Quantifying ground ice content in the Central Andes, and associated runoff from permafrost degradation in response to climate change

The significance of permafrost occurrences in the Central Andes for the hydrological cycle is currently being discussed in a controversial way. Given the lack of comprehensive field measurements and quantitative data on the local variability of internal structure, ice content and their hydrological contribution of different permafrost landforms, this project aims to improve the total ground ice content quantification from geophysical surveys by making use of field-based data from several extensive geophysical campaigns since 2011 in different high-altitude regions of the Central Andes and corresponding borehole and pit information. Furthermore, an upscaling approach from individual profiles to the watershed scale will be developed and permafrost evolution simulations will be conducted to analyse the contribution of melting ground ice from permafrost to the total runoff of a given watershed.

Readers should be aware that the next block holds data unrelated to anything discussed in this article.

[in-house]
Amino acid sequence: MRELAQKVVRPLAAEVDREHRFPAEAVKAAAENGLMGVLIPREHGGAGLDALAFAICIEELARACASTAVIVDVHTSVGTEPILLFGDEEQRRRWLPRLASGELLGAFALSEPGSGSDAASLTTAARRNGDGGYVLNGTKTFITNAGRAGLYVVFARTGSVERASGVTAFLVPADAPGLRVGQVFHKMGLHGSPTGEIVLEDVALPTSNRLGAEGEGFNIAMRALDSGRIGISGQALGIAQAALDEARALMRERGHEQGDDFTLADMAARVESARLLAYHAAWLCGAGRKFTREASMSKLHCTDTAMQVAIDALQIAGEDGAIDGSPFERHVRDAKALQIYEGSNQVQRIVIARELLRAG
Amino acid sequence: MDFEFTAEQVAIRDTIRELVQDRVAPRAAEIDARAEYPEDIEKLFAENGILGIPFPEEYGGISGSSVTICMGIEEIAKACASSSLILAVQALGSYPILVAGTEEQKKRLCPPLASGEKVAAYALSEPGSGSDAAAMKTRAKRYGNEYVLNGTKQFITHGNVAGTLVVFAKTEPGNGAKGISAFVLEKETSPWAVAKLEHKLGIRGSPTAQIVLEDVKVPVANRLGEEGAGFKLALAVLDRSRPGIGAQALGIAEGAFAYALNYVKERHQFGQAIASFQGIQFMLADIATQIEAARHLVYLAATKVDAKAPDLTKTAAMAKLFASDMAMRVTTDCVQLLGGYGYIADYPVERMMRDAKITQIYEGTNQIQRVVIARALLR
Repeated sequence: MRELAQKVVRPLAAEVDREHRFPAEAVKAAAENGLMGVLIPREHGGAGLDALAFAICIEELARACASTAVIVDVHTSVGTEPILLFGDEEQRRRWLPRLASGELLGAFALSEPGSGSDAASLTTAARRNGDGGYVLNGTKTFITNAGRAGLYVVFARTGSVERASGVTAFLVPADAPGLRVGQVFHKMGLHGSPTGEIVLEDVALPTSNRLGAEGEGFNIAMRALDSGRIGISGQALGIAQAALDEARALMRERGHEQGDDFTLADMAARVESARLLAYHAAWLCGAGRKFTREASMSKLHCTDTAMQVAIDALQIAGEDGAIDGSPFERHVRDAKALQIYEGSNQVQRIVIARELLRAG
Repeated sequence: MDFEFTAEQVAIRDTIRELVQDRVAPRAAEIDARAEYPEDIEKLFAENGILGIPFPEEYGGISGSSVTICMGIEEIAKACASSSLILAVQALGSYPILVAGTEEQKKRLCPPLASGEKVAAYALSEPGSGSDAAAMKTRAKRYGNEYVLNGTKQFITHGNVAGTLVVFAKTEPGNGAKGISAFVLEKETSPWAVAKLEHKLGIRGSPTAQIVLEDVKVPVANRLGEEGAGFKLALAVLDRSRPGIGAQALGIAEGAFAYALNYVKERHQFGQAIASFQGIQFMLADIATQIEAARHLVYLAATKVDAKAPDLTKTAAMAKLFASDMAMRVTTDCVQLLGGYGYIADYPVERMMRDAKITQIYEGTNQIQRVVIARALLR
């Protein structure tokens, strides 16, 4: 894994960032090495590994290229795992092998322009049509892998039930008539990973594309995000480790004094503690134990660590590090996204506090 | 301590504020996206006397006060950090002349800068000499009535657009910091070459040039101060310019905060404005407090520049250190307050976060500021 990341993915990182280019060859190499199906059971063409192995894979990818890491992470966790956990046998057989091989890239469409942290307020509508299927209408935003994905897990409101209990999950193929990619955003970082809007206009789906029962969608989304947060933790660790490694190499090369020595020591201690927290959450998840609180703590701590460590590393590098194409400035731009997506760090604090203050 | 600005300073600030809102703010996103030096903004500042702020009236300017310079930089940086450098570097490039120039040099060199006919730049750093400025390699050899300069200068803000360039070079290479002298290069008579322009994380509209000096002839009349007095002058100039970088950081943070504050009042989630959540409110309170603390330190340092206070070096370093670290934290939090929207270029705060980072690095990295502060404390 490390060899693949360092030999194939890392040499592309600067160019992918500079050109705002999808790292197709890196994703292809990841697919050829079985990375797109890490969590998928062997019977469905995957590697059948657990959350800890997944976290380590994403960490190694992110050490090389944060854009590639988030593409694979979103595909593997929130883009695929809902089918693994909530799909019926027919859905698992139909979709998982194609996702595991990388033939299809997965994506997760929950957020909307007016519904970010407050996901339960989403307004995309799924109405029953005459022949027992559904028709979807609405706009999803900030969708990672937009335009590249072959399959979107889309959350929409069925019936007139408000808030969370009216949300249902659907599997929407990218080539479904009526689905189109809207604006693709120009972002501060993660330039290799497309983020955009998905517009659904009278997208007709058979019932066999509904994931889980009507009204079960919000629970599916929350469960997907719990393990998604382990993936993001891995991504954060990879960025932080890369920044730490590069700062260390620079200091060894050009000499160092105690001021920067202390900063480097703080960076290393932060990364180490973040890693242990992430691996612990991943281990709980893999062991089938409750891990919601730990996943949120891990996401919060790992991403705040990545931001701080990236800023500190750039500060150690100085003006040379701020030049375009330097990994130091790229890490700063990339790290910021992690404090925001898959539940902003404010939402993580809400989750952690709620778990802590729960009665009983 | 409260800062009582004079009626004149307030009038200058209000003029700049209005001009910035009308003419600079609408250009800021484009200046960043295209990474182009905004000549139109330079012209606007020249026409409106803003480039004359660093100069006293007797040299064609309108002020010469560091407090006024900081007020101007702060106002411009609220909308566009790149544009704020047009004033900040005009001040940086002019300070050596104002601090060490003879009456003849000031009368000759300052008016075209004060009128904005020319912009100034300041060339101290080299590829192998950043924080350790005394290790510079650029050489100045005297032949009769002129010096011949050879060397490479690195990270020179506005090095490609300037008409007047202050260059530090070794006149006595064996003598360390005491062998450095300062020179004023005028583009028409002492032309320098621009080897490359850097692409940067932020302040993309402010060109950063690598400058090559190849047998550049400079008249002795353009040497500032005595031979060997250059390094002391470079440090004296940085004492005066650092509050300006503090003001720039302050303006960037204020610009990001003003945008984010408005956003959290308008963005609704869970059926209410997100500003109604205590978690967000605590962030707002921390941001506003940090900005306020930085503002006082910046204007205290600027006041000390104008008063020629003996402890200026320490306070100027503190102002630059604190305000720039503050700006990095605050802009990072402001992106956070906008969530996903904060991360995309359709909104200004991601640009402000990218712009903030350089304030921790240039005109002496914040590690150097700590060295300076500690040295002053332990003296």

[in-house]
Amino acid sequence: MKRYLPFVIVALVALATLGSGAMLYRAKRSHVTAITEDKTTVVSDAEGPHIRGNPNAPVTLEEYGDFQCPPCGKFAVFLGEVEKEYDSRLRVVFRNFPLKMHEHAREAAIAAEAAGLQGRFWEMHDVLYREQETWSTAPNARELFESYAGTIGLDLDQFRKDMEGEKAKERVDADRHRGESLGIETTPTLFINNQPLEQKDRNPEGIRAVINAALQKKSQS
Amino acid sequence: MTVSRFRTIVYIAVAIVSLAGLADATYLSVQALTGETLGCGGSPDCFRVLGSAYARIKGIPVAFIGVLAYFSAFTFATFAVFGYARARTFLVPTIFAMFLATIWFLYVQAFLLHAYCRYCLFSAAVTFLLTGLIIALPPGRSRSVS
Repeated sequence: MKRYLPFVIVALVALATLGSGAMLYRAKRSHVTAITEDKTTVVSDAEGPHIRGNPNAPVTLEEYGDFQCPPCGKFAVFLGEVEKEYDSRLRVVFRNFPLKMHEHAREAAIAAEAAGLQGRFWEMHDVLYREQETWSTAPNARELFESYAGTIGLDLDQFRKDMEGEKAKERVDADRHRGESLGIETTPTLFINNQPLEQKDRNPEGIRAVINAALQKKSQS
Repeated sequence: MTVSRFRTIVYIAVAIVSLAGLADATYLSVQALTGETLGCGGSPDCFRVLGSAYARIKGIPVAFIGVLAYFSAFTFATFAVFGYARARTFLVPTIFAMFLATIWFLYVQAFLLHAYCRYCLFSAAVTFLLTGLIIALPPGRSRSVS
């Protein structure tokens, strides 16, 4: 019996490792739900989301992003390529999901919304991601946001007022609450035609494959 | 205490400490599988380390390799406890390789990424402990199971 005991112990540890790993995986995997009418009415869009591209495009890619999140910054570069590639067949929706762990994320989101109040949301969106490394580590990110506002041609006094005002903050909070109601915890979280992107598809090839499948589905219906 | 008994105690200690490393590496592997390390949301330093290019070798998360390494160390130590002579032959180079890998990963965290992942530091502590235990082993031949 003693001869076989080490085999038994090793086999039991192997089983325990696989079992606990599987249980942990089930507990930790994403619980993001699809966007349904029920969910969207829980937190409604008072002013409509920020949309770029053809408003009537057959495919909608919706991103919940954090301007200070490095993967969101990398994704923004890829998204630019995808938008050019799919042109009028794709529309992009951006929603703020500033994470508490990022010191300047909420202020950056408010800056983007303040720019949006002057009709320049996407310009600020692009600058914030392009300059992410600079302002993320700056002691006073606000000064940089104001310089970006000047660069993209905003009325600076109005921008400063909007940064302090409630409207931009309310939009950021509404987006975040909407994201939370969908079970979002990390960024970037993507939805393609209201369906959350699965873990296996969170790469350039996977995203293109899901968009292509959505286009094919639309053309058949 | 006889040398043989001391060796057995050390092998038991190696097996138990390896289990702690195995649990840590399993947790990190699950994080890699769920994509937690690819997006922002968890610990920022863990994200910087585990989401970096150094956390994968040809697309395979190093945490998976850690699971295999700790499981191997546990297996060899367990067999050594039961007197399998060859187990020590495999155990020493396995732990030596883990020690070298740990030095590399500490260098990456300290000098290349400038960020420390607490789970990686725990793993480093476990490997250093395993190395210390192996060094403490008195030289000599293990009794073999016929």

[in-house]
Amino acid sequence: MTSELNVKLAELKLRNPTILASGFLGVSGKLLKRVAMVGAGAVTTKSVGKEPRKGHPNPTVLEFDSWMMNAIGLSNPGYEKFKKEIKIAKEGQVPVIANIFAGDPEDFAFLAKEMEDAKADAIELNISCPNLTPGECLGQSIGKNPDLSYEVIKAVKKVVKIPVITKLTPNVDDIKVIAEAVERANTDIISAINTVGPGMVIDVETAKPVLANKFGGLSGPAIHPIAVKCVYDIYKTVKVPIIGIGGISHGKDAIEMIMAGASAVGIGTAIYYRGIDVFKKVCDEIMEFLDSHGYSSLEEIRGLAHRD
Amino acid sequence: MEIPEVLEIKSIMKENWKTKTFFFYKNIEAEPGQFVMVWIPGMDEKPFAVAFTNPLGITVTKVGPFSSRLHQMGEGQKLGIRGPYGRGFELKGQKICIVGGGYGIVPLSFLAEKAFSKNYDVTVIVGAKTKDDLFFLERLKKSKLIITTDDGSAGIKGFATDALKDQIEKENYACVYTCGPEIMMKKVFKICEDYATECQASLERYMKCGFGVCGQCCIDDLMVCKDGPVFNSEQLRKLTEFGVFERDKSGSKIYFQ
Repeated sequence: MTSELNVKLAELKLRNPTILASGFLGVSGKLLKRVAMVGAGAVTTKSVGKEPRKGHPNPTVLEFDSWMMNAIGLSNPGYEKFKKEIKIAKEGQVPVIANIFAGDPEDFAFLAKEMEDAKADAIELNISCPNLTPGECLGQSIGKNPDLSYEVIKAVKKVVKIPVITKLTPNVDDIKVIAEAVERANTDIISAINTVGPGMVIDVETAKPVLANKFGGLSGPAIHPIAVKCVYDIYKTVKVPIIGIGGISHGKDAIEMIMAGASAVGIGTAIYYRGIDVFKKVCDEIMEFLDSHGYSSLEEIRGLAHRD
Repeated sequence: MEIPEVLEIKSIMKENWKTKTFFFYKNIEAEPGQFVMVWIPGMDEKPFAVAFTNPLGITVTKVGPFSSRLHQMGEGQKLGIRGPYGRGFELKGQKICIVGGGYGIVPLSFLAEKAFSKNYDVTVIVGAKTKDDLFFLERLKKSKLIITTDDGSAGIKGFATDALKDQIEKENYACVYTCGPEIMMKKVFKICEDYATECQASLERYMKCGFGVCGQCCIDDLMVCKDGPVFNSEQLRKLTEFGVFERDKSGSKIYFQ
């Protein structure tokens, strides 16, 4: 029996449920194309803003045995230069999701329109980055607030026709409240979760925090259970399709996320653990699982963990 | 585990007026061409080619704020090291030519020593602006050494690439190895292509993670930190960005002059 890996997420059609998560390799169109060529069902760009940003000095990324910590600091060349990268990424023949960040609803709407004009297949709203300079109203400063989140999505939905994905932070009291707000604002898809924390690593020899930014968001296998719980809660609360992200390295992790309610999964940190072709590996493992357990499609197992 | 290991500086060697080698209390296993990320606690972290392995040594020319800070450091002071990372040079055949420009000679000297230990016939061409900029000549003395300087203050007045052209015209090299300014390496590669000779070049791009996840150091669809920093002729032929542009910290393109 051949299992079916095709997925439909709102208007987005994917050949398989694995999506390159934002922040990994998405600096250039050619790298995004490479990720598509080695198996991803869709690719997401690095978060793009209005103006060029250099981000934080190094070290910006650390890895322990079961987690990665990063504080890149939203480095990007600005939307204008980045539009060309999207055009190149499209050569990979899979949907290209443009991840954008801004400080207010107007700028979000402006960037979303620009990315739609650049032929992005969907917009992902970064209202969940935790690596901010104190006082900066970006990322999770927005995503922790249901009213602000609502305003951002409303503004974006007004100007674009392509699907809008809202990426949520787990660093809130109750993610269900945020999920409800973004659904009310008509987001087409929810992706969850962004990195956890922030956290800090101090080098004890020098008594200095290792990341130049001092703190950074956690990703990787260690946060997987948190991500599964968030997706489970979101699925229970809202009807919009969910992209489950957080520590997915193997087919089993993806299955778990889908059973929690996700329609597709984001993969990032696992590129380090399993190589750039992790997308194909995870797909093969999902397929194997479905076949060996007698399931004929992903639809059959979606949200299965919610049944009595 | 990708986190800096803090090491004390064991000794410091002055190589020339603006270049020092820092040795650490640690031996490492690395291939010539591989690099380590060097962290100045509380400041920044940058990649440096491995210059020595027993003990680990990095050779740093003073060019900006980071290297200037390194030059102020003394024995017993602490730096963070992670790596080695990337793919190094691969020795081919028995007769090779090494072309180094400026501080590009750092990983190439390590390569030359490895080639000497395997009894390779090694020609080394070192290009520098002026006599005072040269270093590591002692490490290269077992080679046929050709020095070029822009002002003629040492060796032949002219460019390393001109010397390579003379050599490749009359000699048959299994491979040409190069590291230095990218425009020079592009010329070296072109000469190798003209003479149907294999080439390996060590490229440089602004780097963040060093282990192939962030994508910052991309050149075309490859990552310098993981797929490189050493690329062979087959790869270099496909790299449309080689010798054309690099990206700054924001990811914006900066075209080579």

This project has the following objectives:

  1. Development of an improved geophysics-based quantification approach for ground ice content in permafrost areas
  2. Development of suitable upscaling approaches for ground ice content from individual geophysical profile lines to the catchment scale
  3. Modelling and analysis of the contribution of melting ground ice from permafrost for the total runoff of a given watershed
  4. Validate the approach by extensive data sets from various field sites in the Central Andes of Chile and Argentina